Just some ideas I thought might liven it up and create some examples class members can share with one another. Most writers like to write, rather than sitting through a long lecture.

    --- Mya Bell

  5. #5
    Mya Bell
    Guest

    Re: "Grounding you novel in the material world"

    Maybe she hasn't read it, Steven. The only book on writing I've ever read (unless you count dictionaries and style manuals) is Stephen King's On Writing and that was not that long ago and only because saw a copy in a thrift store.

    --- Mya Bell

  6. #6
    Daniel James Brown
    Guest

    Re: "Grounding you novel in the material world"

    I tend not to read books about writing (though I taught university level writing for many years and wrote two books about writing). But I can heartily recommend TELLING TRUE STORIES edited by Mark Kramer and Wendy Call, published by Plume.

    It's a collection of essays on various aspects of writing about the material world by well known nonfiction writers. Even though your concern is to teach novelists, I think you'll find that many of the essays are very helpful. I've certainly found them to be well worth reading and re-reading.

    Best,
    DJB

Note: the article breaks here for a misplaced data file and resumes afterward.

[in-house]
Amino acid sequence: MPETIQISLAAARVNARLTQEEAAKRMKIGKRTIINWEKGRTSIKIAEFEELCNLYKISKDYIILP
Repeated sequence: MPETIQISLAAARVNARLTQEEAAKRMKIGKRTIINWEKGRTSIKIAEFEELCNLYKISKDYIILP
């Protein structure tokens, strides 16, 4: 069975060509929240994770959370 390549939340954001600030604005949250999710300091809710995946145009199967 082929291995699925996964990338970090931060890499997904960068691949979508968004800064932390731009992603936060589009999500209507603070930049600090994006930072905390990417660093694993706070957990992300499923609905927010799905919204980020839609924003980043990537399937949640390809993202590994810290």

7. #7
    Steven Labri
    Guest

    Re: "Grounding you novel in the material world"


    You are correct Mya. Stephen King's On Writing is a great book and recommended as well. Jeanne recommended "Reading Like a Writer" in another post of mine, so that's why I mentioned it.

  8. #8
    Jeanne Gassman
    Guest

    Re: "Grounding you novel in the material world"

    Good point, Steven. I didn't mention books about writing because I assumed the class was a three-hour workshop--all in one day. However, I will tell you that I do hand out a list of books I recommend for fiction writers. I just don't take the class time to discuss them. (My fiction class is a 4-hour workshop, two hours in the morning and two in the afternoon with a one-hour break for lunch.)

    Another good book on writing fiction is Lawrence Block's Telling Lies for Fun and Profit. The book is a compilation of his columns for Writer's Digest from the 1980s. Although it's a bit dated (references to typewriters), the technical advice is sound.

    Jeanne

  9. #9
    R. Radish
    Guest

    Re: "Grounding you novel in the material world"

    Are you familiar with U.K.LeGuin's "Steering the Craft"? Worth a look; very informative and stimulating, whether or not you do the exercises. Alot of public libraries have it.

    <http://www.amazon.com/Steering-Craft-Exercises-Discussions-Navigator/dp/0933377460/ref=pd_bbs_sr_1/103-9616260-4003810?ie=UTF8&s=books&qid=1187921574&sr=8-1>

    Steven, I thought of your "Lucas" story when I read this:
    While it is common to "conflate story with conflict," Le Guin writes, she finds that limiting. "Story is change," she says. While that change may be the result of conflict, it is just as likely to evolve from "relating, finding, losing, bearing, discovering, [or] parting."

  10. #10
    Randall Bateman
    Guest

    Re: "Grounding you novel in the material world"

    'Sometimes a Great Notion' by Ken Kesey is a great book set in a realistic backdrop. A fovourite of mine. On Writing is a wonderful writing tool. Stephen King always uses common themes in which to set stories and this book explains how he gets there,